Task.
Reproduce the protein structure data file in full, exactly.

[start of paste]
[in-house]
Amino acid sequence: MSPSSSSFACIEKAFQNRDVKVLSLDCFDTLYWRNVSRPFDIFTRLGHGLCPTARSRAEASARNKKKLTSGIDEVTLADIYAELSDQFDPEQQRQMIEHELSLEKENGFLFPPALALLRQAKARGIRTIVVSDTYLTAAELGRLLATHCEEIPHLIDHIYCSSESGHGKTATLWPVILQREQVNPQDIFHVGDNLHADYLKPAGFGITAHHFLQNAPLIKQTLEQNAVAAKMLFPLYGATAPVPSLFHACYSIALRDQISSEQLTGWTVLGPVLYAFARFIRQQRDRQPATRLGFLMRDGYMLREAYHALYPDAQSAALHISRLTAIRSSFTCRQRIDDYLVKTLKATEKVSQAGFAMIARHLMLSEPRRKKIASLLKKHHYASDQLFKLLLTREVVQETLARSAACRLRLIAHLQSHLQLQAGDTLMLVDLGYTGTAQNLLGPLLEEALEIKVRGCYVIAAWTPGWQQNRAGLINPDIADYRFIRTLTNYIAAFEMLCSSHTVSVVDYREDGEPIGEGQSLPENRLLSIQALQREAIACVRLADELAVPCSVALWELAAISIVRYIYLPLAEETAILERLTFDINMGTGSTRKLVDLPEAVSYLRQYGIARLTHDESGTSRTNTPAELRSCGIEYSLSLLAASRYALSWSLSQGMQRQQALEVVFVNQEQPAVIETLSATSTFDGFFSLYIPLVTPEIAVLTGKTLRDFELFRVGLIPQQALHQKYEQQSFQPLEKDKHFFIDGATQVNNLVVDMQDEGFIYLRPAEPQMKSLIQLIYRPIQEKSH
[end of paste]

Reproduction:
[in-house]
Amino acid sequence: MSPSSSSFACIEKAFQNRDVKVLSLDCFDTLYWRNVSRPFDIFTRLGHGLCPTARSRAEASARNKKKLTSGIDEVTLADIYAELSDQFDPEQQRQMIEHELSLEKENGFLFPPALALLRQAKARGIRTIVVSDTYLTAAELGRLLATHCEEIPHLIDHIYCSSESGHGKTATLWPVILQREQVNPQDIFHVGDNLHADYLKPAGFGITAHHFLQNAPLIKQTLEQNAVAAKMLFPLYGATAPVPSLFHACYSIALRDQISSEQLTGWTVLGPVLYAFARFIRQQRDRQPATRLGFLMRDGYMLREAYHALYPDAQSAALHISRLTAIRSSFTCRQRIDDYLVKTLKATEKVSQAGFAMIARHLMLSEPRRKKIASLLKKHHYASDQLFKLLLTREVVQETLARSAACRLRLIAHLQSHLQLQAGDTLMLVDLGYTGTAQNLLGPLLEEALEIKVRGCYVIAAWTPGWQQNRAGLINPDIADYRFIRTLTNYIAAFEMLCSSHTVSVVDYREDGEPIGEGQSLPENRLLSIQALQREAIACVRLADELAVPCSVALWELAAISIVRYIYLPLAEETAILERLTFDINMGTGSTRKLVDLPEAVSYLRQYGIARLTHDESGTSRTNTPAELRSCGIEYSLSLLAASRYALSWSLSQGMQRQQALEVVFVNQEQPAVIETLSATSTFDGFFSLYIPLVTPEIAVLTGKTLRDFELFRVGLIPQQALHQKYEQQSFQPLEKDKHFFIDGATQVNNLVVDMQDEGFIYLRPAEPQMKSLIQLIYRPIQEKSH